Civic Marshall Plan Planks

Plank 5: Adult and Peer Supports

We should strengthen supports for wraparound services. Students need to be surrounded with the developmental resources they need to be ready to learn, succeed in school, and graduate. These resources are especially important for children growing up in high-poverty neighborhoods. Direct, evidence-based supports should be integrated into education reform in ways that encompass schools, families and the community. Schools and communities should partner with nonprofits, volunteers and full-time national service members to implement a cohesive youth system to address the strengths and needs of each student. They should also devote resources, whether through ESEA flexibility or statute, to fund evidence-based student supports as a core function of schools that educate large numbers of students who live in poverty. America’s Promise Alliance’s Five Promises provide a framework for these supports: caring adults, safe places, a healthy start, an effective education, and opportunities to help others. Research affirms the sustained and cumulative benefit of having these supports in school, at home and in the community: increased academic achievement, civic engagement, and social competence, regardless of race or family income.1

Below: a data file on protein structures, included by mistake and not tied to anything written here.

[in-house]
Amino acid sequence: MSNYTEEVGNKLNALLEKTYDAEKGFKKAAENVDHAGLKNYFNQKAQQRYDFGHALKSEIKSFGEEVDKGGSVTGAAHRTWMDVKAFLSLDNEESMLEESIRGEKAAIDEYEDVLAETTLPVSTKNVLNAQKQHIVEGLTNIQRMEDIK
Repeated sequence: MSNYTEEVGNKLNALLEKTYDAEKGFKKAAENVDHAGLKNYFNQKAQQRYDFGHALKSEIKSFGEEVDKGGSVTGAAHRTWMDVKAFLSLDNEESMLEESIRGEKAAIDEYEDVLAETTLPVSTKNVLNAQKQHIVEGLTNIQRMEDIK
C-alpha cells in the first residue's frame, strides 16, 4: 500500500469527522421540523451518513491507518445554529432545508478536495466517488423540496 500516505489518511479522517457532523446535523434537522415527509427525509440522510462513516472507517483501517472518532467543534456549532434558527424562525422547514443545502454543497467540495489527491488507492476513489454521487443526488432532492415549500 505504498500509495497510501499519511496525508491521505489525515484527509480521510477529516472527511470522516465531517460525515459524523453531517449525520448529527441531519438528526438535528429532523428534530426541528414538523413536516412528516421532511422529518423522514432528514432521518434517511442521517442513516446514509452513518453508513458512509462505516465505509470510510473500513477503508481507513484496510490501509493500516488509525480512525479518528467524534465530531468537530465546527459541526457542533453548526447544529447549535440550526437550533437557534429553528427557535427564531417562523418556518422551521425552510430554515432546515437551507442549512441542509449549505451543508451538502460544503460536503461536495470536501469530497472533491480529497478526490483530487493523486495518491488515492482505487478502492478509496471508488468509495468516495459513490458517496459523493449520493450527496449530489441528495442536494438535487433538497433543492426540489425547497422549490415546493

1. Balfanz, Robert, Herzog, Lisa, & MacIver, Douglas J. (2007). “Preventing Student Disengagement and Keeping Students on the Graduation Path in Urban Middle-Grades Schools: Early Identification and Effective Interventions.” Educational Psychologist, 42(4), 223-235. 

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